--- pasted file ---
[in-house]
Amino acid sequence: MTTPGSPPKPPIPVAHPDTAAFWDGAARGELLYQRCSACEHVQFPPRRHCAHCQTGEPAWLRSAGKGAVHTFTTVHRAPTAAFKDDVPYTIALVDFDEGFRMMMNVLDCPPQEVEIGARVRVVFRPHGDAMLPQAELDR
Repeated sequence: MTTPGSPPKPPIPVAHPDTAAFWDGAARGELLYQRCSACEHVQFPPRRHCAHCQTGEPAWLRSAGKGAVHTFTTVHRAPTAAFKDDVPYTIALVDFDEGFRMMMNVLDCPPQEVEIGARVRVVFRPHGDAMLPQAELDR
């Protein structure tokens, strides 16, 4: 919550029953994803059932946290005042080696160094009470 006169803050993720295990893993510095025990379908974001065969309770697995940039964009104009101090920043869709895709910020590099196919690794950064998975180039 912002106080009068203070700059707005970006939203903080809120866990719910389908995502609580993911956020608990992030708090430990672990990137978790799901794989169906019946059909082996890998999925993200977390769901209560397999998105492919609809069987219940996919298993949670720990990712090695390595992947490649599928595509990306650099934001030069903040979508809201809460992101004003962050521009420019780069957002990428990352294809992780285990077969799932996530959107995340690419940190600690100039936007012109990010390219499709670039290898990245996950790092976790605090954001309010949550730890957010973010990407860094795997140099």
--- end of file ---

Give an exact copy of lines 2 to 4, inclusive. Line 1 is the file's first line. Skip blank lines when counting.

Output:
Amino acid sequence: MTTPGSPPKPPIPVAHPDTAAFWDGAARGELLYQRCSACEHVQFPPRRHCAHCQTGEPAWLRSAGKGAVHTFTTVHRAPTAAFKDDVPYTIALVDFDEGFRMMMNVLDCPPQEVEIGARVRVVFRPHGDAMLPQAELDR
Repeated sequence: MTTPGSPPKPPIPVAHPDTAAFWDGAARGELLYQRCSACEHVQFPPRRHCAHCQTGEPAWLRSAGKGAVHTFTTVHRAPTAAFKDDVPYTIALVDFDEGFRMMMNVLDCPPQEVEIGARVRVVFRPHGDAMLPQAELDR
């Protein structure tokens, strides 16, 4: 919550029953994803059932946290005042080696160094009470 006169803050993720295990893993510095025990379908974001065969309770697995940039964009104009101090920043869709895709910020590099196919690794950064998975180039 912002106080009068203070700059707005970006939203903080809120866990719910389908995502609580993911956020608990992030708090430990672990990137978790799901794989169906019946059909082996890998999925993200977390769901209560397999998105492919609809069987219940996919298993949670720990990712090695390595992947490649599928595509990306650099934001030069903040979508809201809460992101004003962050521009420019780069957002990428990352294809992780285990077969799932996530959107995340690419940190600690100039936007012109990010390219499709670039290898990245996950790092976790605090954001309010949550730890957010973010990407860094795997140099």